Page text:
Band Aid flavor

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bwible

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So band aid flavor is generally an infection, something that is not clean post boil, etc. i’ve been trying to track it down for a couple beers.

Assuming you had something like chloramines in the water (shouldn’t be because I’m using campden) or a dirty kettle valve, etc, where in the process does the infection start to produce the noticeable band aid flavor? I’m finding these past couple beers tasted good at bottling (drinking what was left over) but developed band aid flavor a week or 2 after bottling.

So am I looking at something in the bottling process? Or is it possible its being introduced before that?

I had an old Phil’s philler I stopped using (metal, cant see inside it) and a stainless steel racking cane I also stopped using (again can’t see inside it.) I’m meticulous with my bottles, I soak in pbw first, scrub clean with a bottle brush, hold them up to the light and won’t use them unless they are spotless. Follow with a star san soak, drain and fill. I fill bottling bucket with star san. I sanitize racking cane by syphoning star san from bottling bucket. Hoses are visually clean, plastic racking cane is visually clean. Plastic bottling wand is visibly cleaned, sanitized in bottling bucket prior to draining

If an infection was being introduced prior to bottling ie dirty brew pot ball valve, etc, would it be apparent at bottling or show up later?
 

Zwerg

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AFAIK bandaid flavor comes from phenols created by the yeast. Maybe caused by infections of wild yeast or bacteria too, but I hadn't heard of it in that context - but I'm new to this.
 

dmtaylor

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How old are your hoses? It might be time to replace all your hoses. I get rid of mine after 15-20 batches, just in case. Hoses are a major source of contaminants. Cheap insurance to just replace them if they're a couple years old or whatever.

Infections can sometimes take time to show up. You can have an infection prior to bottling and not know it until later.

EDIT: But hmm...... I'd suspect chloramine before infection. How much time are you giving the Campden to react? How much Campden are you using? Hmm...............
 
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bwible

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How old are your hoses? It might be time to replace all your hoses. I get rid of mine after 15-20 batches, just in case. Hoses are a major source of contaminants. Cheap insurance to just replace them if they're a couple years old or whatever.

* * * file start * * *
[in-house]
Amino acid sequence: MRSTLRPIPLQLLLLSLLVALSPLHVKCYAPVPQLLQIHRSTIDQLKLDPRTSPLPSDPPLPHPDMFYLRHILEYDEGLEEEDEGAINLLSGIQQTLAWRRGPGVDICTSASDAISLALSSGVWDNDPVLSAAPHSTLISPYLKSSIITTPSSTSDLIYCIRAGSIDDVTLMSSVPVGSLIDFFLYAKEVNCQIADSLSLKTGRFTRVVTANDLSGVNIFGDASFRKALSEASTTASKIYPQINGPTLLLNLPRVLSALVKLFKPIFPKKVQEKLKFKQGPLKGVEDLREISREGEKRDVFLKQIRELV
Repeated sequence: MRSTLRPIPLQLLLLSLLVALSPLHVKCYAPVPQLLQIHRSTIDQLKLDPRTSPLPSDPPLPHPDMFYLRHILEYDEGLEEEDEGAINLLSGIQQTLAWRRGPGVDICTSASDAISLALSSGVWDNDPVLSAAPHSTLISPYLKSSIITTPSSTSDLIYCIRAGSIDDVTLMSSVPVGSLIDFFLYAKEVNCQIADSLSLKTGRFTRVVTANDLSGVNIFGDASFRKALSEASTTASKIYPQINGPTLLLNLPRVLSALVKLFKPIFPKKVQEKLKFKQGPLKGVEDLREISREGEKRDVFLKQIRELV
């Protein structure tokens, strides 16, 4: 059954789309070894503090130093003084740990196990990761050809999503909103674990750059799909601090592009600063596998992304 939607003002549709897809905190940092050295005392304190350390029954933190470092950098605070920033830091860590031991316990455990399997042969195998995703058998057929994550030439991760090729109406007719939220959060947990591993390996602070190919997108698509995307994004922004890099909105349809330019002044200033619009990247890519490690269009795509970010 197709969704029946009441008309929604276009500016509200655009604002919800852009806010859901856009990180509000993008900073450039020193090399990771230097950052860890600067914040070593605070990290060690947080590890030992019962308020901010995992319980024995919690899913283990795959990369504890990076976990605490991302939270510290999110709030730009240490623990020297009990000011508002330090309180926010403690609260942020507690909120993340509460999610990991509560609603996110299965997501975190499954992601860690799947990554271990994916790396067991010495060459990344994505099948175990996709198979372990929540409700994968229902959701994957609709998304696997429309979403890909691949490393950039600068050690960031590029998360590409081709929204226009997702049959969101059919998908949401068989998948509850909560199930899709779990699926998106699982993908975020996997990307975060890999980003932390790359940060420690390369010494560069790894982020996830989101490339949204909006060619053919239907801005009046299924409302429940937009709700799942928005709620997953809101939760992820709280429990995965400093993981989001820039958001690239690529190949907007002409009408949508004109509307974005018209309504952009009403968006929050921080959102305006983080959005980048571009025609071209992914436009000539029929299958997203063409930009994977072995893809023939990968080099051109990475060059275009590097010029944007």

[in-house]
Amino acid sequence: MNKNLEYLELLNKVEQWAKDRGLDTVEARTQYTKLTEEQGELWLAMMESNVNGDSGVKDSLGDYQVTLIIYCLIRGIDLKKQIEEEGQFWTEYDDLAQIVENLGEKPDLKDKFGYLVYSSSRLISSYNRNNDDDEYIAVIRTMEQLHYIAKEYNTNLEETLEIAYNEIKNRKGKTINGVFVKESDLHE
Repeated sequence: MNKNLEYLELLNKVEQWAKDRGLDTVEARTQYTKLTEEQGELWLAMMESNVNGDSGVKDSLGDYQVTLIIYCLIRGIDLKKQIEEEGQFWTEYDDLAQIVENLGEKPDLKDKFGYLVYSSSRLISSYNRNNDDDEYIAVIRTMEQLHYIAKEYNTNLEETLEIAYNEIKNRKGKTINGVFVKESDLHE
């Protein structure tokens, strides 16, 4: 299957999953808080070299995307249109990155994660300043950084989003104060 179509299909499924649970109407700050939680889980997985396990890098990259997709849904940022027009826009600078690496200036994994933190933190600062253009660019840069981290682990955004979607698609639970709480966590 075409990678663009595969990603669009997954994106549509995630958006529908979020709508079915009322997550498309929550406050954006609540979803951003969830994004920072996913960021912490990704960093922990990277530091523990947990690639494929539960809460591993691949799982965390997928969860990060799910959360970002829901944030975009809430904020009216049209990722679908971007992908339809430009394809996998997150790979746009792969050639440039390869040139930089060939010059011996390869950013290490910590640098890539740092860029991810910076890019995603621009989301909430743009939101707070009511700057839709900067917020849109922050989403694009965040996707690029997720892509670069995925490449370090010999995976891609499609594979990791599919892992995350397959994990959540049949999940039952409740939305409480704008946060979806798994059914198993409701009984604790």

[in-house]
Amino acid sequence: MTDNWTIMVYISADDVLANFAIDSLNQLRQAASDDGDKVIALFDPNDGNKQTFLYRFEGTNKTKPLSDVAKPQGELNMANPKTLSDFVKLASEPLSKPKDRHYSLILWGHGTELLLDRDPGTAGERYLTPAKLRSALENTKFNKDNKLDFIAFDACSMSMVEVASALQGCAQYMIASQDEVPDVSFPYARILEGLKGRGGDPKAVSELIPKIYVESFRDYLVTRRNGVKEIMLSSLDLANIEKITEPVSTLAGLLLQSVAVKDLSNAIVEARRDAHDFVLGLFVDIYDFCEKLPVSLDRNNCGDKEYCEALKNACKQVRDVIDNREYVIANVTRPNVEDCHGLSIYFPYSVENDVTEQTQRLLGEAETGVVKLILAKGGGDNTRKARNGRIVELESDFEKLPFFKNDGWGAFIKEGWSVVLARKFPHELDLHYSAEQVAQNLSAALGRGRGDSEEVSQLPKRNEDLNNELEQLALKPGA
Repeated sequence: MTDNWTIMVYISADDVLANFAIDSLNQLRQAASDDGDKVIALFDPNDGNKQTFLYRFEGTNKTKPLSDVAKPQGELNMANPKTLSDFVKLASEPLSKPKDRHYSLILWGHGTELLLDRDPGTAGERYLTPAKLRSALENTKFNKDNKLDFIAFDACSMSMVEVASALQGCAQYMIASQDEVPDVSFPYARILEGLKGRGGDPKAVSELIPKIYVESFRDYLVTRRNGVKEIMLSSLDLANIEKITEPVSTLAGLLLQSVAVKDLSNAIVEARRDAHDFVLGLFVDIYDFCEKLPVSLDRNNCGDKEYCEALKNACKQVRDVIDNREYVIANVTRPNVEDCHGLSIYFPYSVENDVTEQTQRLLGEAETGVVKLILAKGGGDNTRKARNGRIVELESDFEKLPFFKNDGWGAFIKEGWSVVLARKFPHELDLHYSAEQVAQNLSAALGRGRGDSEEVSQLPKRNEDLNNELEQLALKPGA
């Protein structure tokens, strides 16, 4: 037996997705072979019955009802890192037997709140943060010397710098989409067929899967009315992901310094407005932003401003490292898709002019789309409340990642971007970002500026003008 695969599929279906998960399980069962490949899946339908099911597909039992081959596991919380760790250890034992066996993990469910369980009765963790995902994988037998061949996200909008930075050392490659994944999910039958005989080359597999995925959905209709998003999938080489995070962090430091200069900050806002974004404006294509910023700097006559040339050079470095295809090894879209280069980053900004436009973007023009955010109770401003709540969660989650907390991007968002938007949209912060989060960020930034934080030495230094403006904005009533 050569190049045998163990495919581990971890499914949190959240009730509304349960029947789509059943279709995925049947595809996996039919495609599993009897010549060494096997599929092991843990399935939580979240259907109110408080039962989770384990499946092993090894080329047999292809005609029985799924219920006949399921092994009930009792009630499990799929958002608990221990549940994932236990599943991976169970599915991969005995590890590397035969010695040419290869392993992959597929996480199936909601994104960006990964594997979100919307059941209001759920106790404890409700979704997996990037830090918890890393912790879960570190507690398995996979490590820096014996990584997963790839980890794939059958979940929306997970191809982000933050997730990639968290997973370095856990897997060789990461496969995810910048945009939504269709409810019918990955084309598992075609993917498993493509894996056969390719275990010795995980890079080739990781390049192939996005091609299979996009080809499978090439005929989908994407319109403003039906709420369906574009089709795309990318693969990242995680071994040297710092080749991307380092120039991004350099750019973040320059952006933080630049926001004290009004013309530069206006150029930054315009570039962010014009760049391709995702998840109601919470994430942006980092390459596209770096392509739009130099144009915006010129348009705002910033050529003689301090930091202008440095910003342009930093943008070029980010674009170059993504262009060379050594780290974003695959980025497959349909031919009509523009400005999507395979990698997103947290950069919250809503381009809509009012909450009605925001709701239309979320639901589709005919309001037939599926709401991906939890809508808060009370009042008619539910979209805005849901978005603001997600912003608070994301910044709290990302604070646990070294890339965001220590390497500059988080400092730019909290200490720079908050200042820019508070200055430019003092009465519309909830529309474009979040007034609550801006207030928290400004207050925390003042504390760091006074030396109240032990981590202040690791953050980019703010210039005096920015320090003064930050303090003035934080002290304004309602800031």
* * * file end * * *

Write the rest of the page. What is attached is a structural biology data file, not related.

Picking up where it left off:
Infections can sometimes take time to show up. You can have an infection prior to bottling and not know it until later.

EDIT: But hmm...... I'd suspect chloramine before infection. How much time are you giving the Campden to react? How much Campden are you using? Hmm...............
Good thoughts, thanks. I usually buy the better silicone hose instead of the cheap vinyl ones. They are not that old but like you said, cheap insurance.

I brew 3 gallon batches and I’m using a piece of one campden tablet. Alot of stuff I’ve seen says it works almost instantly but that could be something to try giving it more time. Our water has no noticeable chlorine or swimming pool type smell. Before or after adding campden. I brewed a string of good batches with this water, the band aid has been 2 batches really. An Irish Red and Centennial Blonde. Different yeasts. I brewed a stout after the Irish Red with the same yeast cake that doesn’t have any noticeable band aid. And an APA and IPA after the blonde that I just bottled. Tastes good at bottling, drinking the leftovers.
 

IslandLizard

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How old are your hoses? It might be time to replace all your hoses.
Are you referring to hot side silicone hoses or cold side vinyl tubing?
Why would hot side silicone need replacing after 15-20 batches?

For (cheap) cold side vinyl tubing you may have a point, although, they can be kept clean and sanitary for many years too. I have proof of that.
 
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bwible

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Cold side, I buy the silicone tubing to use with the racking cane. I don’t really use any other hose after the boil. One piece of 1/2” hose attached to kettle ball valve to drain into fermenter. Also gets soaked in star san before each use and pbw later.
 

dmtaylor

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Are you referring to hot side silicone hoses or cold side vinyl tubing?
Why would hot side silicone need replacing after 15-20 batches?